A new year has come and another has passed. On Sunday (April 14), Bangalees all around the world were busy with the celebrations and festivities of the Bangla New Year 1426. A new year brings along new hope and opportunities, signals a new beginning for everybody forgetting the past miseries. Other than Bangalees, people across the world also mark their respective new years through festivities and celebration. Similar to Pahela Baishakh, other New Years include:
Chinese New Year
Each year brings about a new changing date for the Chinese New Year. It usually falls somewhere between January 21 and February 21, depending on how the new moon of the first lunar month arises. In China, there is a fifteen day observance for this holiday that has recently been cut down to around seven days. It is one of the most important of the traditional Chinese holidays and it's also known to many as the “Spring Festival”. Many Chinese activities include the usual rounds of putting up decorations, blasting off fireworks and giving gifts. In major Chinese cities, traditional performances like dragon dances and lion dances are performed, while red Chinese lanterns are hung throughout the streets.
The Jewish New Year is celebrated in autumn and is based usually around the first two days on the seventh month of the Hebrew Calendar –Tishrei. For the Jewish people, it is a time to reflect on the year that has passed and see what can be done to change their life for the better in the year to come. Most celebrations of Rosh Hashanah center on food. Jewish families light many candles and recite blessings over their wine and bread. The challah is shaped into a circle to symbolize the cycles of life. Traditional breads and apples dipped in honey symbolize the hopes for a prosperous and sweet New Year.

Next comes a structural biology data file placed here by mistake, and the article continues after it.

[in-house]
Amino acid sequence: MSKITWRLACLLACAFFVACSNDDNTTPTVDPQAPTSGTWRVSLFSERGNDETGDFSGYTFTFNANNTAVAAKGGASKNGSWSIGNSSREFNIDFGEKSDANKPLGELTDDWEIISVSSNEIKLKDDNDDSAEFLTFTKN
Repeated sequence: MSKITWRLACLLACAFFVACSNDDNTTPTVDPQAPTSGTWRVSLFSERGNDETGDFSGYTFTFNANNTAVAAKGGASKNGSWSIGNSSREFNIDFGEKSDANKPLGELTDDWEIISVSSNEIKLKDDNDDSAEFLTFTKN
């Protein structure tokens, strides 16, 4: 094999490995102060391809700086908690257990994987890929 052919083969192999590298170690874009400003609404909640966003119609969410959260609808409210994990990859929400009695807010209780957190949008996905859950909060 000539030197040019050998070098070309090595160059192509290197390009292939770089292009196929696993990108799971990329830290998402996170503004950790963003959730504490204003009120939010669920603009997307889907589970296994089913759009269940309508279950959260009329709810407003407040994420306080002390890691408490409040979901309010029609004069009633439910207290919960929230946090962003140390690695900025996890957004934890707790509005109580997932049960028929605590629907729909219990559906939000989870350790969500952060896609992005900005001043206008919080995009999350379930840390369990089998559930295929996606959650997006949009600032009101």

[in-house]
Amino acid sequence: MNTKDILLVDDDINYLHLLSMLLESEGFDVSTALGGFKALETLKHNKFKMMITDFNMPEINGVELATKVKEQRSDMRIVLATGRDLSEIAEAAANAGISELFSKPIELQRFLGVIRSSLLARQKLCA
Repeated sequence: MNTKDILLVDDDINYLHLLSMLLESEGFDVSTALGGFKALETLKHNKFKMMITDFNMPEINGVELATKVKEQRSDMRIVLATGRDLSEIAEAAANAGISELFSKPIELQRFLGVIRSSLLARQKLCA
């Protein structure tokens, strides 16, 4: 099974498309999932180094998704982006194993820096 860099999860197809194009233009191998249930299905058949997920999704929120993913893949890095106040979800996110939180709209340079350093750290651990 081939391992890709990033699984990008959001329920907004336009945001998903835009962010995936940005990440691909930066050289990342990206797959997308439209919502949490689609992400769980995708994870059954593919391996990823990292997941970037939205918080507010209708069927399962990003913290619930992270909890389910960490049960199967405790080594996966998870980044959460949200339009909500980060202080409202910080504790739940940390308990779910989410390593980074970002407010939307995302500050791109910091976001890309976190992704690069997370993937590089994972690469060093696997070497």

The Islamic New Year occurs on the first day of Muharram, the first month of the Islamic calendar. The Islamic calendar is based on a 30 year cycle, so the Hijri New Year will fall on different times each year. It is celebrated differently by each separate Muslim sect and for those not making the pilgrimage, will celebrate in their own local communities at home.
The Thai New Year is celebrated from April 13 to 15. Songkran, also known as the “Thai Water Festival” marks the traditional Thai new year. During Songkran, the Thais use this time to purify, clean and symbolize a fresh new start. When it comes to the more traditional aspects, Buddhists will all go to their temples to celebrate something called “Wan Nao” and build sand chedis, which look like little Buddhist temples. There's no shortage of wild water fights either. Hoses, water guns and mounted elephants litter the streets as over half a million people engage in water fights.